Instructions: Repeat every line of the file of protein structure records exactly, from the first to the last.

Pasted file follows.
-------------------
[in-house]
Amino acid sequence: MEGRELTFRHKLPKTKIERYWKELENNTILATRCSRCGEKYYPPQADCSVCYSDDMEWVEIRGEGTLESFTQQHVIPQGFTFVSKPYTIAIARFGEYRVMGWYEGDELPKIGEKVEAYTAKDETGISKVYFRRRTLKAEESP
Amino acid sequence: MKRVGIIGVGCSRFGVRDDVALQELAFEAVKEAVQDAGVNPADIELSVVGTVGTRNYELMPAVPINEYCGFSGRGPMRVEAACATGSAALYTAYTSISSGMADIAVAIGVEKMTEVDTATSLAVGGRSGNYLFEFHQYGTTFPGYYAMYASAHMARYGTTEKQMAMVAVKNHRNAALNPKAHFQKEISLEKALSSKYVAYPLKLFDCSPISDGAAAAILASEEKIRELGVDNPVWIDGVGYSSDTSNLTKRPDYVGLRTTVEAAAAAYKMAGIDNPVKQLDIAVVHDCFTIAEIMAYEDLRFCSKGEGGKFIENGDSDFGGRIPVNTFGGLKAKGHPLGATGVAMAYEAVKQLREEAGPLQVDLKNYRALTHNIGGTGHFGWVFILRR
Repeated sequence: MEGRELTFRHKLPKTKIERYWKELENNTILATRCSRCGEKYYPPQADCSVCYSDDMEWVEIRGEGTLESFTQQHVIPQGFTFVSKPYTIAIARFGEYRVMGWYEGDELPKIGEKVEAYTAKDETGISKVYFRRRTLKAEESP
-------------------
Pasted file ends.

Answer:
[in-house]
Amino acid sequence: MEGRELTFRHKLPKTKIERYWKELENNTILATRCSRCGEKYYPPQADCSVCYSDDMEWVEIRGEGTLESFTQQHVIPQGFTFVSKPYTIAIARFGEYRVMGWYEGDELPKIGEKVEAYTAKDETGISKVYFRRRTLKAEESP
Amino acid sequence: MKRVGIIGVGCSRFGVRDDVALQELAFEAVKEAVQDAGVNPADIELSVVGTVGTRNYELMPAVPINEYCGFSGRGPMRVEAACATGSAALYTAYTSISSGMADIAVAIGVEKMTEVDTATSLAVGGRSGNYLFEFHQYGTTFPGYYAMYASAHMARYGTTEKQMAMVAVKNHRNAALNPKAHFQKEISLEKALSSKYVAYPLKLFDCSPISDGAAAAILASEEKIRELGVDNPVWIDGVGYSSDTSNLTKRPDYVGLRTTVEAAAAAYKMAGIDNPVKQLDIAVVHDCFTIAEIMAYEDLRFCSKGEGGKFIENGDSDFGGRIPVNTFGGLKAKGHPLGATGVAMAYEAVKQLREEAGPLQVDLKNYRALTHNIGGTGHFGWVFILRR
Repeated sequence: MEGRELTFRHKLPKTKIERYWKELENNTILATRCSRCGEKYYPPQADCSVCYSDDMEWVEIRGEGTLESFTQQHVIPQGFTFVSKPYTIAIARFGEYRVMGWYEGDELPKIGEKVEAYTAKDETGISKVYFRRRTLKAEESP